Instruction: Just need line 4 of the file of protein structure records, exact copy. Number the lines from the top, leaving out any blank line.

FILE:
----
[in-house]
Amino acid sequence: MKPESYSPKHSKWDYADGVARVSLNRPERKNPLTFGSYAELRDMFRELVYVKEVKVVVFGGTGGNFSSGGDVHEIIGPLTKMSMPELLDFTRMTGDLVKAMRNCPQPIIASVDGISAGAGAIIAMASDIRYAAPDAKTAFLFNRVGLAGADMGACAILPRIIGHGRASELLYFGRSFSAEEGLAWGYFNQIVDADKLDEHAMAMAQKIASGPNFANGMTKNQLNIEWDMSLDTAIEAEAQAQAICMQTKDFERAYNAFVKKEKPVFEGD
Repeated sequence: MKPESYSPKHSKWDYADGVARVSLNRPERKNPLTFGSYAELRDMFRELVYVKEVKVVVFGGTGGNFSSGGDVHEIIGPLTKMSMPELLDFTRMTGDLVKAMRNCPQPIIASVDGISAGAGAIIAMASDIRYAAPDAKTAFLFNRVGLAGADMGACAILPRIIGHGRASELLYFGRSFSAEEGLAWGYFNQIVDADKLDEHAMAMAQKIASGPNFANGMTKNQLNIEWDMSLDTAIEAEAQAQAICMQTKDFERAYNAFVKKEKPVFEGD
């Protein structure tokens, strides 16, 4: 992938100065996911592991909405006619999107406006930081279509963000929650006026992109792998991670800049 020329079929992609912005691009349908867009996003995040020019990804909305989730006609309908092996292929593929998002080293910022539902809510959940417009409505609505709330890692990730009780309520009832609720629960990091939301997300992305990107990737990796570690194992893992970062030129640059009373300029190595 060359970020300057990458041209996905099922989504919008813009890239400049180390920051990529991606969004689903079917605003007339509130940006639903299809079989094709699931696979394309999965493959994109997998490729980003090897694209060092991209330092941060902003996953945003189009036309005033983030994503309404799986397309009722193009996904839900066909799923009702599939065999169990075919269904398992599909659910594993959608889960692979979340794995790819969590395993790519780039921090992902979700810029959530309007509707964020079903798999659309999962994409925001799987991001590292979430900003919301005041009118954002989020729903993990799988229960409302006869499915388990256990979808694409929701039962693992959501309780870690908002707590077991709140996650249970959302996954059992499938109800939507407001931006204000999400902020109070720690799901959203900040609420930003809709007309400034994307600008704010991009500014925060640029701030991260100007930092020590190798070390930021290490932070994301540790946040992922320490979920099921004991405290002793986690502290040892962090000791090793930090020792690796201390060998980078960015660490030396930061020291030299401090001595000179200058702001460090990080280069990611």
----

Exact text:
């Protein structure tokens, strides 16, 4: 992938100065996911592991909405006619999107406006930081279509963000929650006026992109792998991670800049 020329079929992609912005691009349908867009996003995040020019990804909305989730006609309908092996292929593929998002080293910022539902809510959940417009409505609505709330890692990730009780309520009832609720629960990091939301997300992305990107990737990796570690194992893992970062030129640059009373300029190595 060359970020300057990458041209996905099922989504919008813009890239400049180390920051990529991606969004689903079917605003007339509130940006639903299809079989094709699931696979394309999965493959994109997998490729980003090897694209060092991209330092941060902003996953945003189009036309005033983030994503309404799986397309009722193009996904839900066909799923009702599939065999169990075919269904398992599909659910594993959608889960692979979340794995790819969590395993790519780039921090992902979700810029959530309007509707964020079903798999659309999962994409925001799987991001590292979430900003919301005041009118954002989020729903993990799988229960409302006869499915388990256990979808694409929701039962693992959501309780870690908002707590077991709140996650249970959302996954059992499938109800939507407001931006204000999400902020109070720690799901959203900040609420930003809709007309400034994307600008704010991009500014925060640029701030991260100007930092020590190798070390930021290490932070994301540790946040992922320490979920099921004991405290002793986690502290040892962090000791090793930090020792690796201390060998980078960015660490030396930061020291030299401090001595000179200058702001460090990080280069990611």